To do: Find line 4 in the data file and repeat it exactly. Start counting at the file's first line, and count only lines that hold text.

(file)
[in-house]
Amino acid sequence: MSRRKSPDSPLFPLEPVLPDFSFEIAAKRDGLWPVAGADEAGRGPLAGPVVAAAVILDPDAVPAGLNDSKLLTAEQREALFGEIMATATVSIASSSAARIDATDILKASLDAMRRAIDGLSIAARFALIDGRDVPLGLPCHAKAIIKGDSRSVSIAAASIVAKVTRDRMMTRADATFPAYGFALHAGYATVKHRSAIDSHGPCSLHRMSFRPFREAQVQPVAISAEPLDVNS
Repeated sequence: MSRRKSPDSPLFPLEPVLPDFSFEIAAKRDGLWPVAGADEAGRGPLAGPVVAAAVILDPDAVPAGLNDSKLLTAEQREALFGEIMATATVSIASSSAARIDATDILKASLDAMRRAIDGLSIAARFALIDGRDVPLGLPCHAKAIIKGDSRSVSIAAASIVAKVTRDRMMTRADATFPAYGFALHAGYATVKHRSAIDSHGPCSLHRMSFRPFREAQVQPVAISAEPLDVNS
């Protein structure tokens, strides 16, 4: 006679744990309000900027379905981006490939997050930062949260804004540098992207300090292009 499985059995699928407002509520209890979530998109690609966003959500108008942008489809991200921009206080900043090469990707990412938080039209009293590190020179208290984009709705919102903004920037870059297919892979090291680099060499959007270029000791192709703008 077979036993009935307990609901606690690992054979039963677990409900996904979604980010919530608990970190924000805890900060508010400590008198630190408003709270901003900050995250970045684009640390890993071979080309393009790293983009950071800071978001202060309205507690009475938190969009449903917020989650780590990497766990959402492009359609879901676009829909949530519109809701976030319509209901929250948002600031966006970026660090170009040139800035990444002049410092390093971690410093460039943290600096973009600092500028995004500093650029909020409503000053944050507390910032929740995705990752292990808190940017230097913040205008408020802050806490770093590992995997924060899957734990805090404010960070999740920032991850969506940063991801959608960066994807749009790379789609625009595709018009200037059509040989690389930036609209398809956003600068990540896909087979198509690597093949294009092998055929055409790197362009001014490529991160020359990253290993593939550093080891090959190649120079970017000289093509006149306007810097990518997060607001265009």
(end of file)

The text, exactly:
């Protein structure tokens, strides 16, 4: 006679744990309000900027379905981006490939997050930062949260804004540098992207300090292009 499985059995699928407002509520209890979530998109690609966003959500108008942008489809991200921009206080900043090469990707990412938080039209009293590190020179208290984009709705919102903004920037870059297919892979090291680099060499959007270029000791192709703008 077979036993009935307990609901606690690992054979039963677990409900996904979604980010919530608990970190924000805890900060508010400590008198630190408003709270901003900050995250970045684009640390890993071979080309393009790293983009950071800071978001202060309205507690009475938190969009449903917020989650780590990497766990959402492009359609879901676009829909949530519109809701976030319509209901929250948002600031966006970026660090170009040139800035990444002049410092390093971690410093460039943290600096973009600092500028995004500093650029909020409503000053944050507390910032929740995705990752292990808190940017230097913040205008408020802050806490770093590992995997924060899957734990805090404010960070999740920032991850969506940063991801959608960066994807749009790379789609625009595709018009200037059509040989690389930036609209398809956003600068990540896909087979198509690597093949294009092998055929055409790197362009001014490529991160020359990253290993593939550093080891090959190649120079970017000289093509006149306007810097990518997060607001265009």